Factors most likely to have influenced the decline of the Alabama cavefish include unsuccessful reproduction, groundwater degradation, alteration in drainage and hydrologic patterns, lower ground water levels, collecting and diminished organic matter inputs.


There is little information on the reproduction of the Alabama cavefish.  However, comparisons have been made between the northern cavefish Amblyopsis spelaea and the Alabama cavefish, and conclusions have been made as to the reproductive characteristics of the Alabama cavefish.  Cavefish show an increase in longevity and a decrease in population growth rate with increasing restriction to caves (Poulson 1961).  Only about 55 percent of the northern cavefish population is mature and only 20 percent of the females spawn in a given year (Poulson 1961).  The northern cavefish rate of population growth is likely more than twice that of the Alabama cavefish.  This probability is based upon the Alabama cavefish being the most cave adapted of the amblyopsis.


A sewage sludge disposal operation is within the recharge area of Key Cave. Land  immediately above and around Key Cave have numerous sinkholes and water collecting depressions and is in agricultural row-crops.  The application of pesticides to these crops may impact the fauna in Key Cave.  These practices lower water levels, degrade groundwater quality and decrease food sources for the Alabama cavefish, as well as allow for bioaccumulation of toxins within the Alabama cavefish, all leading to a likely reduction in longevity and reproductive capability.


Steady sources of organic matter is essential for aquatic food bases in caves.  In Key Cave, the guano, supplied by the gray bat colony, is the source of organic matter.  Consequently, the well-being of the Alabama cavefish in Key Cave is directly related to the survival of the gray bat (Tuttle 1979).



One of the primary threats is interference with the associated bat populations which indirectly contribute to the fish's food chain. Another serious threat is groundwater contamination from agricultural operations and a sewage disposal project for the City of Florence, Alabama. Most of Key Cave's recharge area is in row crops, and a sludge disposal project is also within the recharge area. Natural factors contributing to the vulnerability of this species are its small population size and low reproductive potential. Competition with the more numerous and aggressive southern cavefish for food and space is also a problem. Cave crayfish, a known predator of this species, are also abundant in Key Cave.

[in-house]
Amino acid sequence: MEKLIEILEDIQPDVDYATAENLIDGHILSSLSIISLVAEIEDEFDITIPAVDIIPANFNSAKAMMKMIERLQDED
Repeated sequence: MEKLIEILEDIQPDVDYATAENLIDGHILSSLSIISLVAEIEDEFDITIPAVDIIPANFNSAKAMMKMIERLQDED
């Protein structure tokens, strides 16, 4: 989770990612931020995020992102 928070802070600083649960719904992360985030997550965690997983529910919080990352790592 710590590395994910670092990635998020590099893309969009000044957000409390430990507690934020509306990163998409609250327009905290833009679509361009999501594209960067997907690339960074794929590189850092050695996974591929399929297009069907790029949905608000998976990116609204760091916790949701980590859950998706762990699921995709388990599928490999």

·          Cooper, John E. and R.A. Kuehne. 1974. Speoplatyrhinus poulsoni, a New Genus and Species of Subterranean Fish from Alabama. Copeia, No. 2, pp. 486-493.

·     Department of the Interior. U.S. Fish and Wildlife Service. September 28, 1988. Endangered and Threatened Wildlife and Plants: Reclassification of the Alabama Cavefish from Threatened to Endangered. Federal Register, 53:188. pp. 37968-3797O

·          Federal Register, Vol. 42, No. 175. September 9, 1977.

·          Tuttle, Merlin D. 1979. Status, causes of decline, and management of endangered Gray bats. J. Wildl. Manage. 43(1):1-17.

·          U.S. Fish and Wildlife Service. 1985. Revised Recovery Plan for the Alabama Cavefish, Speolatyrhinus poulsoni Cooper and Kuehne 1974. Prepared by John E. Cooper, North Carolina Museum of Natural History. U.S. Fish and Wildlife Service, Atlanta, Georgia. 66 pp.